Riverine Herald

Army troops in Echuca Moama to help patrol border

By Ivy Jensen

ARMY troops have arrived in Echuca-Moama to help patrol the border.

Which has seen lengthy delays over the bridge slashed. The troops are among 350 Australian Defence Force personnel supporting NSW Police with border control checkpoints on the NSW-Victoria border as part of Operation COVID-19 Assist.

Murray River Police District Moama officer-in-charge Inspector Paul Huggett said the troops arrived about 6pm yesterday to help man the checkpoints.

“We’re not discussing numbers but we’ve got a sufficient army staff to support the police operation and they will be on ground until the operation finishes,” he said.

ADF troops are helping to patrol the checkpoints at the NSW border into Moama. 

Insp. Huggett said the combined force of the army and extra police had helped overcome the congestion along the Echuca-Moama bridge since the NSW border closed at 12.01am Wednesday last week.

“Members of the public are telling us they’re crossing the bridge in less than 10 minutes and this is our peak time,” he said.

“One person said he’s been across the bridge twice in 20 minutes.

“With extra numbers on the line, we can cycle more cars through when they get to the checkpoint, where it might have been five or six cars whereas now it’s 15 to 20 cars. So just by sheer numbers, we can cycle more cars through the checkpoint.”

While Insp. Huggett said there appeared to be a lot less traffic over the past couple of days.

“I've never seen so much foot traffic over the bridge in the three years I've been here,” he said.

"People are parking at the Moama Soundshell carpark and under the bridge and walking over the bridge and we have also seen a lot more bicyclists, but now the traffic is flowing better we may see an increase in people driving again."

Insp. Huggett said police had encountered no serious problems over the past week and thanked community members for their patience.

“We’ve only had to issue a number of isolation permits and a few people have had to be turned around for the right permits but everyone’s been really good and polite,” he said.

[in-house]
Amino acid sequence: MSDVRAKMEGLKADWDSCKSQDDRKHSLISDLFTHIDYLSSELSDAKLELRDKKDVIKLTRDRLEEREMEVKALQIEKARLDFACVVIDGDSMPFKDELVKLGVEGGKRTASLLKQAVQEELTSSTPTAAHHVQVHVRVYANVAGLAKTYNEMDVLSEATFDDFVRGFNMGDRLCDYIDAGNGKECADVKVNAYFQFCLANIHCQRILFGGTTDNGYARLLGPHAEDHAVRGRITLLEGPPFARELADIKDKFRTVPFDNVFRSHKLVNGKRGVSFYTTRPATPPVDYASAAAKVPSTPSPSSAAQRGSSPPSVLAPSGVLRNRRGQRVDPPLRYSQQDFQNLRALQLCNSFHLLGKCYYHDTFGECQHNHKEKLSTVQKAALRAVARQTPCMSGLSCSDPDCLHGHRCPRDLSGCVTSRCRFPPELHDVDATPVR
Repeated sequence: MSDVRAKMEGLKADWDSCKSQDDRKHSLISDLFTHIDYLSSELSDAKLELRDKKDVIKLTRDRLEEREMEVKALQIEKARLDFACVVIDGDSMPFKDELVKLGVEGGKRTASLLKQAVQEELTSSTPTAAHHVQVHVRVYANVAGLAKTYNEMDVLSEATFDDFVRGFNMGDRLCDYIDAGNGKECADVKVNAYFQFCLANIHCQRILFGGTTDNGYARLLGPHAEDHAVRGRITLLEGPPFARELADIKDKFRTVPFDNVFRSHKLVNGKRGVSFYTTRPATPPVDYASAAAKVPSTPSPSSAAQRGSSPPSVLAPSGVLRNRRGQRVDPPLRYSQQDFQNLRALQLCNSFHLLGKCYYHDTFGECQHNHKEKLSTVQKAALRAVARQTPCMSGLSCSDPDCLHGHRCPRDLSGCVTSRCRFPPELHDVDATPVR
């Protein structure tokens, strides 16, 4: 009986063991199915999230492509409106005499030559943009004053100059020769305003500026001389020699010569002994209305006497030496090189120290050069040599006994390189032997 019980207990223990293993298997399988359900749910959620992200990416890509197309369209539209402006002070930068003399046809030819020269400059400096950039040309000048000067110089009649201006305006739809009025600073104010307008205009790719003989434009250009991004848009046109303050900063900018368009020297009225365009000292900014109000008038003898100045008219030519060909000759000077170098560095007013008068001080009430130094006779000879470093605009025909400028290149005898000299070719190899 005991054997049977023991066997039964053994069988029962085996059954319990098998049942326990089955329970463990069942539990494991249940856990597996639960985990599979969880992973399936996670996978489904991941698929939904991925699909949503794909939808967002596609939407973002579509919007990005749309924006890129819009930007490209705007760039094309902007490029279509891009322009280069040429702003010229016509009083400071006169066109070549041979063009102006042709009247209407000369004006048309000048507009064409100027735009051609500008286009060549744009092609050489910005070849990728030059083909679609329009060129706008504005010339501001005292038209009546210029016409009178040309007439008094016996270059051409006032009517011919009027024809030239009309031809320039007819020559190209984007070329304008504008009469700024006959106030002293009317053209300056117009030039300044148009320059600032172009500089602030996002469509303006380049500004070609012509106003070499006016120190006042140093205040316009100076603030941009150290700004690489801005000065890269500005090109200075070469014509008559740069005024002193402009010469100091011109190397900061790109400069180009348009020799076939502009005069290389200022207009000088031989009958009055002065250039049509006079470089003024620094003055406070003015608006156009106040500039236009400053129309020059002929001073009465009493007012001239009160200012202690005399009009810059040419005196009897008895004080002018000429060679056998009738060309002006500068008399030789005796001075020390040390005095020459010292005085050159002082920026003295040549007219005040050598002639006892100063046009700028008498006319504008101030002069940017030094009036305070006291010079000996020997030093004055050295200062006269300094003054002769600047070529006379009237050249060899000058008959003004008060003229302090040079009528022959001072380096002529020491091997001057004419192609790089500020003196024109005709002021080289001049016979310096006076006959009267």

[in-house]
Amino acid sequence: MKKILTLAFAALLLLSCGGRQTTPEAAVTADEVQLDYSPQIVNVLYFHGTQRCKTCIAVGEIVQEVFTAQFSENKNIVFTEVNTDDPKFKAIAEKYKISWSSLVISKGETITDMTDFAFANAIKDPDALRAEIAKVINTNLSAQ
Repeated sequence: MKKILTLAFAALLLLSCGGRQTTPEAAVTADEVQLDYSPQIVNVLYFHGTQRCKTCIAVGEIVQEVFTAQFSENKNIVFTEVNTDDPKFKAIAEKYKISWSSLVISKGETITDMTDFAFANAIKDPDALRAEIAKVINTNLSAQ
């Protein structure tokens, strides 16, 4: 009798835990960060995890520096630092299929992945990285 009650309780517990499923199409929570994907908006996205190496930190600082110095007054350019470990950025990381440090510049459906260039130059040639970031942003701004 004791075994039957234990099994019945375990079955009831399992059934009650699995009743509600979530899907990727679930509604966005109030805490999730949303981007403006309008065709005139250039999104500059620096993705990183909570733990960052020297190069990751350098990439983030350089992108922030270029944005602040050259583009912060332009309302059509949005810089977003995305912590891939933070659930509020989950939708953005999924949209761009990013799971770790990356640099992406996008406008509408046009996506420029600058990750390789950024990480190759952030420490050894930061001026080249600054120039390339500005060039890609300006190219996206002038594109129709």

“We’re still getting more food than the town could eat, which is beautiful. The town has been really nice. It’s going well.”

Traffic congestion has been slashed since ADF troops arrived in Moama to help patrol the border.  

Lieutenant Brooke McGregor from 8th/9th Battalion, Royal Australia Regiment, also praised the community for the support shown to the infantry battalion, who had come from Brisbane to assist in the operation.

“We were recalled from our holidays to sit on the border,” she said.

“A lot of my corporals have wives and kids at home and a lot of my soldiers have partners waiting at home for them, so having positive interaction with the police and local community makes being away from your family a lot easier.

“Some of us helped with Operation Bushfire Assist over the Christmas period, but for a lot of my soldiers this is the first time working out of Queensland and in country with local police.

“It’s been really positive working with the police. They’ve been nothing but kind and showing us how to work on the checkpoint.

“Engaging with the local community and being in a nice country town like Moama has been really positive.

“As long as the government need us to be here, we’ll be here.”

• Motorists are encouraged to place their border permits and licences on the dashboard to ensure visibility and the smooth flow of traffic.

"We are still getting people digging through the bags and pockets for the licence and permits, which causes delays," Insp. Huggett said.

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